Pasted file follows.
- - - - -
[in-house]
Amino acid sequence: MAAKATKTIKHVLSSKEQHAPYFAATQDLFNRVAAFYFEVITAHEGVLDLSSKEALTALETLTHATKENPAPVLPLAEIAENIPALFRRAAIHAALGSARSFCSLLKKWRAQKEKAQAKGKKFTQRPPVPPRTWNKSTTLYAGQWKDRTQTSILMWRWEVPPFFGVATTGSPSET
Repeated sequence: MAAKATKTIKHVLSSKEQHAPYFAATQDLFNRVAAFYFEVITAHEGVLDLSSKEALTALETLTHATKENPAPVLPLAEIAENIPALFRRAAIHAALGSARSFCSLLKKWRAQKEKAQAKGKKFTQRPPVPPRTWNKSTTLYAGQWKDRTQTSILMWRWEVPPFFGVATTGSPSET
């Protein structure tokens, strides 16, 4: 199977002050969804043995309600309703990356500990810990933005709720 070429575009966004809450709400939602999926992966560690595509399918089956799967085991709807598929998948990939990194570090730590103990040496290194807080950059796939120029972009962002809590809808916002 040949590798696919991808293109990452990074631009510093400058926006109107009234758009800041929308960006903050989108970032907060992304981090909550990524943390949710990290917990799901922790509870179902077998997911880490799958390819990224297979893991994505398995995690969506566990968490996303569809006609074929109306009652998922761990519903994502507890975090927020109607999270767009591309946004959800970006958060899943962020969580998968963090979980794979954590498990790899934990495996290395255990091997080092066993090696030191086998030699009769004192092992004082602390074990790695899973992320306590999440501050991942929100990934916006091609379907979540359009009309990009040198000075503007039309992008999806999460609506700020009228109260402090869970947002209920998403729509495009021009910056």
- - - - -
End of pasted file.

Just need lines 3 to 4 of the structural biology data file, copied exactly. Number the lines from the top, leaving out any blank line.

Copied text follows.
Repeated sequence: MAAKATKTIKHVLSSKEQHAPYFAATQDLFNRVAAFYFEVITAHEGVLDLSSKEALTALETLTHATKENPAPVLPLAEIAENIPALFRRAAIHAALGSARSFCSLLKKWRAQKEKAQAKGKKFTQRPPVPPRTWNKSTTLYAGQWKDRTQTSILMWRWEVPPFFGVATTGSPSET
């Protein structure tokens, strides 16, 4: 199977002050969804043995309600309703990356500990810990933005709720 070429575009966004809450709400939602999926992966560690595509399918089956799967085991709807598929998948990939990194570090730590103990040496290194807080950059796939120029972009962002809590809808916002 040949590798696919991808293109990452990074631009510093400058926006109107009234758009800041929308960006903050989108970032907060992304981090909550990524943390949710990290917990799901922790509870179902077998997911880490799958390819990224297979893991994505398995995690969506566990968490996303569809006609074929109306009652998922761990519903994502507890975090927020109607999270767009591309946004959800970006958060899943962020969580998968963090979980794979954590498990790899934990495996290395255990091997080092066993090696030191086998030699009769004192092992004082602390074990790695899973992320306590999440501050991942929100990934916006091609379907979540359009009309990009040198000075503007039309992008999806999460609506700020009228109260402090869970947002209920998403729509495009021009910056």